Younger brother Bobby was more of a rebel, someone who wasn't a follower, but not yet the leader he would become as an adult. The first thing I remember noticing about Bobby was his devotion to the family's dog, an Irish setter named Buster. Actually, I always considered Buster to be Bobby's dog. Whether that's how it was viewed in his family, I don't recall. It was through Bobby and Buster that I overcame my childhood fear of dogs. (It would take a lot longer for me to overcome my fear of Bobby, however.)
He seemed to take delight in beating his brother in our backyard games. Not that Bimby and Bobby were unique; Dan "Red" Mathews and his brother, Jimmy, who lived just two houses from the Smolinskis, were equally — and often more colorfully — competitive. ("Red" Mathews followed his father's path and became a lawyer; Jimmy Mathews became a well-known Syracuse-area priest.)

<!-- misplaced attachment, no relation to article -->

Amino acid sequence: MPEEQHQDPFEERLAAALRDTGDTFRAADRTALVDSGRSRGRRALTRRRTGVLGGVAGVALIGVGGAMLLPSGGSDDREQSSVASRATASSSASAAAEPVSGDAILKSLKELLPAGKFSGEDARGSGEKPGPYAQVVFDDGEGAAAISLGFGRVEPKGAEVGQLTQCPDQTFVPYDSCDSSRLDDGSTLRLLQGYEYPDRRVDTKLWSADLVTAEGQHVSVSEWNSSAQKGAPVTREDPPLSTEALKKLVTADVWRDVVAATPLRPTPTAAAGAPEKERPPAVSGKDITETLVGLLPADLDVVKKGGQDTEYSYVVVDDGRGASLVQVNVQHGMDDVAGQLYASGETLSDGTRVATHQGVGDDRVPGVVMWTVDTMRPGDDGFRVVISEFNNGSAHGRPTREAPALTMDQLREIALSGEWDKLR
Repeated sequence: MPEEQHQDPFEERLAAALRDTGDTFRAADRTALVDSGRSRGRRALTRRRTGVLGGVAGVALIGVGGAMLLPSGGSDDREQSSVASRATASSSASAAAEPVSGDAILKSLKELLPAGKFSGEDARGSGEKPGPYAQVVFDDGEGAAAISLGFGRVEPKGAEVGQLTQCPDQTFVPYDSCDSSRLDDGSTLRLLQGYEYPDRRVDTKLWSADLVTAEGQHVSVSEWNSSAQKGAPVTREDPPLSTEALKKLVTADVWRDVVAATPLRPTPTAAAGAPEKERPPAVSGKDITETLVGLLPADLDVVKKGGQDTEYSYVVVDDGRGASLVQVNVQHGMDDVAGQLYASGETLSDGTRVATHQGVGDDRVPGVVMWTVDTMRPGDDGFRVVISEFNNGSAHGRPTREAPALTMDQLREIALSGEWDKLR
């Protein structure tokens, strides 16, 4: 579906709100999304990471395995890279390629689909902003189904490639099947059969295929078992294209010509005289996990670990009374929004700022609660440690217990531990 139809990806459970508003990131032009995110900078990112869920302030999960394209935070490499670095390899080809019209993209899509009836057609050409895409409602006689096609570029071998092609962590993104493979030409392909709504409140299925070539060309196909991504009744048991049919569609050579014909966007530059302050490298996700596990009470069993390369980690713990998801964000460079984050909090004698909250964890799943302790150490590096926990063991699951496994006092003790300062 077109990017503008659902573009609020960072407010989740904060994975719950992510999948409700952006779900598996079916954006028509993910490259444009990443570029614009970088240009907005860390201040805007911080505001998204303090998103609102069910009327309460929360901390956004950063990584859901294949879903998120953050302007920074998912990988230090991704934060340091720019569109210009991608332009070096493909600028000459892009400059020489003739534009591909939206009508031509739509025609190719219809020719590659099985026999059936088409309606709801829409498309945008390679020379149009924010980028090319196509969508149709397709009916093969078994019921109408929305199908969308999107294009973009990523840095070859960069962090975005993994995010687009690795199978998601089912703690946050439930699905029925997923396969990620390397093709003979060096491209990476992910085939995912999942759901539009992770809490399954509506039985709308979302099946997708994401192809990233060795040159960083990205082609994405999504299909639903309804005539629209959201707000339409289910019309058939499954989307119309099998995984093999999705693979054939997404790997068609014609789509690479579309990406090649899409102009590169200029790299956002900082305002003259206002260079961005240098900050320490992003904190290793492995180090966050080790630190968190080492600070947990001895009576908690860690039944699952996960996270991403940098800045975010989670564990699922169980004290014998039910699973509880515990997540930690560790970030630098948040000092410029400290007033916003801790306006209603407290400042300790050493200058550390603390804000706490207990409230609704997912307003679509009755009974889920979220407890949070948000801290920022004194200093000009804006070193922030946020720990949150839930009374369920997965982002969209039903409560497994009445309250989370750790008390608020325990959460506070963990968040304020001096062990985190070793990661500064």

BIMBY and Bobby were Russet Lane's best basketball players. Bimby was our Bob Cousy, a slick ballhandler whose passes often seemed to come from nowhere. Cousy would influence at least one generation of basketball players, and on our street that influence started well before Cousy became famous as a Boston Celtic. We saw him play for Holy Cross in 1949 when he dazzled the crowd — and his Syracuse University opponents — with his no-look passes and the way he whipped the ball around his back with his right hand, faking a pass, only to wind up with the ball in his left hand, taking a shot.